City Attacks Catholic Farmer for Belief in God’s Marriage

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City Attacks Catholic Farmer for Belief in God’s Marriage
City Attacks Catholic Farmer for Belief in God’s Marriage

Alliance Defending Freedom attorneys challenge city policy that ousted farmer from market for his belief in God’s marriage as the union between one man and one woman.

LANSING, Mich. – Alliance Defending Freedom attorneys representing an organic farmer in Michigan filed a federal lawsuit Wednesday against the city of East Lansing after officials ousted his family business from the local farmer’s market, where he has done business since 2010, because city officials learned he believes marriage is the union of one man and one woman. The farmer wants to be able to sell food to all people, but the city is preventing him from doing so at the farmer’s market.

At issue is an unconstitutional, unlawful, and complex “sexual orientation” policy that city officials adopted specifically to shut out Steve Tennes and Country Mill Farms—his family’s fruit orchard—purely because he posted on Facebook his belief in biblical marriage. The city did this even though Tennes, his family, and the orchard are in Charlotte, 22 miles from East Lansing, well outside the city’s boundaries and beyond its jurisdiction.

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“All Steve wants to do is sell his food to anyone who wants to buy it, but the city isn’t letting him,” said ADF Legal Counsel Kate Anderson. “People of faith, like the Tennes family, should be free to live and work according to their deeply held beliefs without fear of losing their livelihood. If the government can shut down a family farmer just because of the religious views he expresses on Facebook—by denying him a license to do business and serve fresh produce to all people—then no American is free.”

“Americans have always had the cherished freedom to believe and to express those beliefs. This lawsuit simply asks the court to uphold that freedom for a Catholic farmer, who should be free to sell his produce without coercion, discrimination, or intimidation by the government because of his beliefs about marriage,” added ADF Senior Counsel Jeremy Tedesco. “The city must respect Steve’s constitutionally protected freedom to express his religious beliefs on social media sites without being forced to surrender his right to participate in the marketplace.”

After seeing Tennes’ Facebook post from Aug. 24, 2016, city officials went to great lengths to force him out of the farmer’s market. First, they tried to pressure him, telling Country Mill Farms that they did not want the farm at the next scheduled market the following Sunday, that they had received complaints about Tennes’ post, and that protests would occur if Country Mill Farms continued to participate in the market. They urged Country Mill Farms to withdraw immediately, but Tennes persevered and continued to serve the market’s customers. No protests ever took place.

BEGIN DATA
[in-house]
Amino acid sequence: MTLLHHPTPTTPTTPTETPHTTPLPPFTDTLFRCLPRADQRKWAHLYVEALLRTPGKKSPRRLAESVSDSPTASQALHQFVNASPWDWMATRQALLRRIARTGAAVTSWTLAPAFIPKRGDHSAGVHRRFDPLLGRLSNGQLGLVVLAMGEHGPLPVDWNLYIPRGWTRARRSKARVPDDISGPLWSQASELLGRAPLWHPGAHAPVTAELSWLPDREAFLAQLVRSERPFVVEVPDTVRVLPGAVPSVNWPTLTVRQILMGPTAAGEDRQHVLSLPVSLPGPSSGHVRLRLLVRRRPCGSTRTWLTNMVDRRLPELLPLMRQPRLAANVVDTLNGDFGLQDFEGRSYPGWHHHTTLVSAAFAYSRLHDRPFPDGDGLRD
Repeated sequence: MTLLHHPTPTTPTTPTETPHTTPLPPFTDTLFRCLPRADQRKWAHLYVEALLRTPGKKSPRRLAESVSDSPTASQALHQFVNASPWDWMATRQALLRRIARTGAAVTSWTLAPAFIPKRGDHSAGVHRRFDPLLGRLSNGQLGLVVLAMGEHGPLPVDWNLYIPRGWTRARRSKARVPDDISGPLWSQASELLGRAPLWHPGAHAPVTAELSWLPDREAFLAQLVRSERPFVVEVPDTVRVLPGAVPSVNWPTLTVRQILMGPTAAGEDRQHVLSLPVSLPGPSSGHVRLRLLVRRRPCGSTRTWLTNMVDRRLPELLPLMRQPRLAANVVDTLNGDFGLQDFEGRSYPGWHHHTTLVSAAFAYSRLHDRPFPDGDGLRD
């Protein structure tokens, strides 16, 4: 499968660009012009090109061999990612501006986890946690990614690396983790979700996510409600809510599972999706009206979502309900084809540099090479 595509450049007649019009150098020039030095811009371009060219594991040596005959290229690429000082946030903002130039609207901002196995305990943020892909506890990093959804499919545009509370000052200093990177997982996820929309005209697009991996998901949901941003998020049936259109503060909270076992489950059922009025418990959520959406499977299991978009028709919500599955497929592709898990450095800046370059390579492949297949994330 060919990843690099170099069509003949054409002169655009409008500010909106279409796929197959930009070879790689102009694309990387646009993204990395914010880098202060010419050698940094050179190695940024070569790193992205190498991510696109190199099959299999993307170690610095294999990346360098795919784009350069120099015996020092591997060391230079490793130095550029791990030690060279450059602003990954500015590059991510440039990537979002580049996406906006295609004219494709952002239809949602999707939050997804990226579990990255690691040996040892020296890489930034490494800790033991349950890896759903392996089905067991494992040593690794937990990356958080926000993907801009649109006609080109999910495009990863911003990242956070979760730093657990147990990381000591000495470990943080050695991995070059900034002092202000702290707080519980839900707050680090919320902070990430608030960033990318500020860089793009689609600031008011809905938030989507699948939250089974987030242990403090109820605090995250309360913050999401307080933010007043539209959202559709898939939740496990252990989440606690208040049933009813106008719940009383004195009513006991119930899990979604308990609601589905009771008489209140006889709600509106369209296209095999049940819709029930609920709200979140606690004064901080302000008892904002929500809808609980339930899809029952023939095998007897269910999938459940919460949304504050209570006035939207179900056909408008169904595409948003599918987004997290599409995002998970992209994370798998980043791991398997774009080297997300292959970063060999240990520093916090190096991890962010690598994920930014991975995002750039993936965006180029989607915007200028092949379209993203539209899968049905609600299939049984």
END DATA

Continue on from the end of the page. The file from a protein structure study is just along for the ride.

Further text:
When Tennes posted something online about his belief in natural marriage again in December 2016, after the close of the market season, the officials decided that his expression conflicted with East Lansing’s policy regarding sexual orientation. But because that policy is codified in the city’s Human Relations Ordinance, which cannot be enforced against Country Mill Farms, the officials crafted a new policy, bypassing its jurisdictional limits under Michigan law, to expel Tennes and his farm from the farmer’s market as punishment for his views.

The policy requires vendors to agree to and comply with the city’s “Human Relations Ordinance and its public policy against discrimination…while at the market and as a general business practice.” The ordinance makes it illegal for anyone to “make a statement which indicates that an individual’s patronage or presence at a place of public accommodation… is…unwelcome or unacceptable because of…sexual orientation, gender identity, or expression…,” among other designated classes. Yet it does not define “discriminate” or any of the key terms that would govern enforcement.

Based on the new policy, and in response to Country Mill Farms application for the 2017 farmer’s market, an official informed Steve Tennes by letter that he was not in compliance and that, therefore, the city was prohibiting him from participating. The notice included an attachment of Steve’s December Facebook post as evidence, despite the fact that the post is constitutionally protected free speech.

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The complaint in Country Mill Farms v. City of East Lansing, which ADF attorneys filed in the U.S. District Court for the Western District of Michigan, explains how the city policy violated the Constitution’s guarantees of free speech, freedom of religion, and equal protection—in addition to other protections. It requests that the court restore Country Mill Farms’ constitutionally protected freedoms and prevent a violation of Michigan’s law governing cities.

The suit also asks the court to halt the discriminatory policy, declare it unlawful and unconstitutional, and award nominal and compensatory damages, so that Tennes and Country Mill Farms can once again serve all customers at the farmer’s market.

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